Published: May 5, 2010
A fresh Fordham diploma in hand, a job at a trendy gallery in New York City and the world at her fingertips. So was the life of Stephanie Joson, a 2004 graduate of Fordham College at Lincoln Center (FCLC).
But her life took a sharp turn one night in August 2004, when she was kidnapped and raped walking home from a concert in Williamsburg, Brooklyn.
“It was a Sunday night a little before midnight, and it was about a 15-minute walk to my apartment. I knew it was late to be walking home, but I didn’t feel like waiting or paying for a car when I lived relatively close,” Joson said. “I wasn’t drunk, and I thought it would be fine if I took the busy streets to get home. But the moment I was at the block where my apartment was, a car pulled up and a man jumped out, grabbed me from behind and put me into the backseat. There was another man in the driver’s seat, and we drove away. It all happened so quickly and unexpectedly that the only thing I could do to react was scream.”
For a group of college students with New York City at their fingertips, walking home before midnight seems tame. But the events that unfolded for Joson were anything but.
“The man who had grabbed me stayed with me in the backseat and held my head down. We drove for a while and stopped at a bank. The man asked me for my ATM PIN, and I gave it to him; he then used my debit card to drain my checking account, leaving me with a few dollars,” Joson said. “We then drove and parked somewhere, and the two men raped me. When they were done, we started driving again, and for some reason it wasn’t until this moment that I fully realized that I was in serious trouble and could very well die. I think I had just been in shock the whole time up until this point. I was sure now that we were driving to some place where they could kill me and dispose of my body.”
Instead, the men returned to the block where they had picked Joson up a few hours earlier.
“I walked to my door with my head down, as instructed. They sped off, and that was that. It was nearly 2 a.m. at this point. After a few minutes at home trying to wrap my head around what had just happened, I called 9-1-1. I also called the friend whose band I had gone to see that night and told him what happened, and immediately he ran over to my apartment to see me before the ambulance came and brought me to the hospital.”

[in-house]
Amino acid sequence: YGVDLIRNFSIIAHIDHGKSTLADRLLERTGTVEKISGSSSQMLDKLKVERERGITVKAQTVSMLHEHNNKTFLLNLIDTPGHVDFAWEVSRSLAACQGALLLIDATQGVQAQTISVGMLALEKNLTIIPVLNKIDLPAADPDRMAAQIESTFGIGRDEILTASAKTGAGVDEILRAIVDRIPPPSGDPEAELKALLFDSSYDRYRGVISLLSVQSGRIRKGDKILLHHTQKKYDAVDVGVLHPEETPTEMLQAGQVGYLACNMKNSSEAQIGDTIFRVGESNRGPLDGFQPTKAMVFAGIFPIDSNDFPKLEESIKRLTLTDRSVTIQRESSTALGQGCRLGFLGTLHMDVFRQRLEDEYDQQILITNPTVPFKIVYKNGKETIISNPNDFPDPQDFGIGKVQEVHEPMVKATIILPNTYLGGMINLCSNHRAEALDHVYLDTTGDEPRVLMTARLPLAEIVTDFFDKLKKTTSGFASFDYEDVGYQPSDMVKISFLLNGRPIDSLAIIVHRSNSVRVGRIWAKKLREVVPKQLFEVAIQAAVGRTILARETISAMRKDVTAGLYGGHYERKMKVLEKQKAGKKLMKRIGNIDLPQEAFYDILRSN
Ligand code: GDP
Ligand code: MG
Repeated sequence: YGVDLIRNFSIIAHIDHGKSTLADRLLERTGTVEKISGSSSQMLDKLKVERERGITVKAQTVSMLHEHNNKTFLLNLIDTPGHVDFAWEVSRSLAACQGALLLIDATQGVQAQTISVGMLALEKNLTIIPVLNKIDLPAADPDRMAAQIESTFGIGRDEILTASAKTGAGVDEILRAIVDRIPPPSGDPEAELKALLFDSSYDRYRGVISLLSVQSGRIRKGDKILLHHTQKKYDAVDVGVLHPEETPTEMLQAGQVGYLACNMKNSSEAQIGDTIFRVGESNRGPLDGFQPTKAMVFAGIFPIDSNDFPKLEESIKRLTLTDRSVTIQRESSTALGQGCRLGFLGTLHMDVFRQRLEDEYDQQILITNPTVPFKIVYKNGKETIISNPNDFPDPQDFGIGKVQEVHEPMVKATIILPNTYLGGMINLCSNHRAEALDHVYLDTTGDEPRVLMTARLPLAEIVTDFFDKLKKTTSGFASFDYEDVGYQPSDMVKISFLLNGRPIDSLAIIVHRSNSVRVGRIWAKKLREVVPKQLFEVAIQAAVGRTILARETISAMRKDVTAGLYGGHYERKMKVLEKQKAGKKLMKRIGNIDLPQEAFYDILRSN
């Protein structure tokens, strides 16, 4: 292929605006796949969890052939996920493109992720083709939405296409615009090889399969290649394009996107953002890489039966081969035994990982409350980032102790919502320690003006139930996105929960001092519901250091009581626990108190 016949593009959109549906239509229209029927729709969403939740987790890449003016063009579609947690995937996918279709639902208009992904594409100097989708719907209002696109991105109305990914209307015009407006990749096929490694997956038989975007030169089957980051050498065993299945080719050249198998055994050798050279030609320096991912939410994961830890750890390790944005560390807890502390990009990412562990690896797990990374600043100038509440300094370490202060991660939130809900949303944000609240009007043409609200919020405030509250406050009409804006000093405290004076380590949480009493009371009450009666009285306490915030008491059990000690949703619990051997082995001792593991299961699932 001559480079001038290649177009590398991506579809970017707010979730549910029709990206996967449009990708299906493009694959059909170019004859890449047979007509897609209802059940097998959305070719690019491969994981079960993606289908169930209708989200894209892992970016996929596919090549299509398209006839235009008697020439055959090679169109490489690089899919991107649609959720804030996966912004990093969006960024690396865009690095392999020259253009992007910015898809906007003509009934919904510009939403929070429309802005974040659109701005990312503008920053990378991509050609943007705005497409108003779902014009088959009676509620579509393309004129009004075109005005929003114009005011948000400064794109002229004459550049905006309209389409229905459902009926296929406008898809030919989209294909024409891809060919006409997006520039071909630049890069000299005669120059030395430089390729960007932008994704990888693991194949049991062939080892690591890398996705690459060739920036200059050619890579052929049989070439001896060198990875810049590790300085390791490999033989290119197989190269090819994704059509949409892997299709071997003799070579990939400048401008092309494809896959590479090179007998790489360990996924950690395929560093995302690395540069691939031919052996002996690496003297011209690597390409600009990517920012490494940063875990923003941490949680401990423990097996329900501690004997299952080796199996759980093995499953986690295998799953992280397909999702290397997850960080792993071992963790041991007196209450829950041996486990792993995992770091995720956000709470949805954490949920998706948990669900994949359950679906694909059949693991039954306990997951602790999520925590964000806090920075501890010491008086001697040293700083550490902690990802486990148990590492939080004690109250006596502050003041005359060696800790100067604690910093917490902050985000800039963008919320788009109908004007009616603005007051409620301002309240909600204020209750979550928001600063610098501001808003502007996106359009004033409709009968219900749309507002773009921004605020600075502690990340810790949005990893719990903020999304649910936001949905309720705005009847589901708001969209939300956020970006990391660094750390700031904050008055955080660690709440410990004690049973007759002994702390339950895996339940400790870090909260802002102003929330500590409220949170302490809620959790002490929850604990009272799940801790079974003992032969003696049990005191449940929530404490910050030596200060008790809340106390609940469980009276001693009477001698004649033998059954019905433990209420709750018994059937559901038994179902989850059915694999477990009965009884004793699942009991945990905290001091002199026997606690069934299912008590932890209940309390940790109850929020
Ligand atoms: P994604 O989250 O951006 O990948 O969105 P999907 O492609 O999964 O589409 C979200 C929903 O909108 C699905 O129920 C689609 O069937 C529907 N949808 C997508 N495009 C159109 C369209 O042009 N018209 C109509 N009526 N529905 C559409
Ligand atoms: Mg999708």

That friend was Brendan Kinetic, FCLC ’03, who had met Joson during their first year at Fordham, living on the same floor.
“I carried a good amount of guilt about this, and in retrospect felt so stupid that I hadn’t thought to call her a cab or offer to accompany her home,” Kinetic said. “I received the call while sitting at a bar with my girlfriend at the time. It was shocking to go from having a night out to being confronted by vicious reality.”
Kinetic quickly ran the few blocks to Joson’s apartment.
“We ran up to meet her and it was all very surreal, as it usually is in those situations. I hugged her as we waited for the ambulance and police to arrive, which took a shockingly long time,” said Kinetic.
“I remember sensing that she felt very conflicted, in that she wanted to be held and comforted but was also recoiling from human touch—understandably. In those initial moments things were calm, out of shock I suppose. After the police and ambulance had arrived and transported Stephanie to the hospital, a nauseating mixture of feelings arose—rage, helplessness, overwhelming sadness, desperation to do something, anything, to change it all.”
In the light of tragedy often comes the overwhelming desire for change, and Joson’s experience was no exception.
“In the two years [after the attack] I was mostly focused on putting what had happened behind me and trying to go about life as it had been before,” Joson said. “A few months after the assault, my friend Brendan told me that his friend Oraia had started RightRides, a volunteer-run service offering women a free ride home, and he said he was going to start volunteering. I thought the service was a good idea, but at that time, I wasn’t really interested in getting involved. While I knew it was important, I was hesitant to take part in anything relating to sexual assault or gender-based violence, as I was worried that memories of my experience would make it difficult for me or that I would be too emotional to help.”
It turns out that while Joson was recovering during the first few months following the attack, a Brooklyn resident and survivor of a sexual assault, Oraia Reid, was reading the newspapers and becoming increasingly upset over the string of assaults on young women in the Williamsburg area. Kinetic, a friend of Reid’s through the New York music scene, discussed the program with Reid in its early stages.
“We discovered that the attack on Stephanie had in fact been the catalyzing event in motivating Oraia to take positive action,” Kinetic said. “That summer there had been a worrying number of brazen sexual assaults in the Williamsburg area, of which Stephanie’s was perhaps the most depraved example. It had been covered, very poorly, in the Post, and when Oraia read the story, it was the last straw, so to speak.”
And out of Joson’s tragedy, RightRides was born, a volunteer-based program which provides free rides home to both females and members of the LGBT community on Friday and Saturday nights between 11:59 p.m. and 3 a.m., within designated areas in up to 45 NYC neighborhoods.
“I founded RightRides in direct response to an increase in assaults targeting women walking home late at night in Williamsburg and Greenpoint in the summer of 2004,” Reid said. “I lived and worked in these neighborhoods and until that summer, I never felt really unsafe in my community, and I’d walk home alone late at night all the time. I’m also a survivor and after reading about Stephanie’s assault (who I didn’t know at the time) I was so outraged and also so afraid. I felt incredibly compelled to do something and believed that by offering free, late-night rides home, that further assaults could be prevented. RightRides was operational within a month.”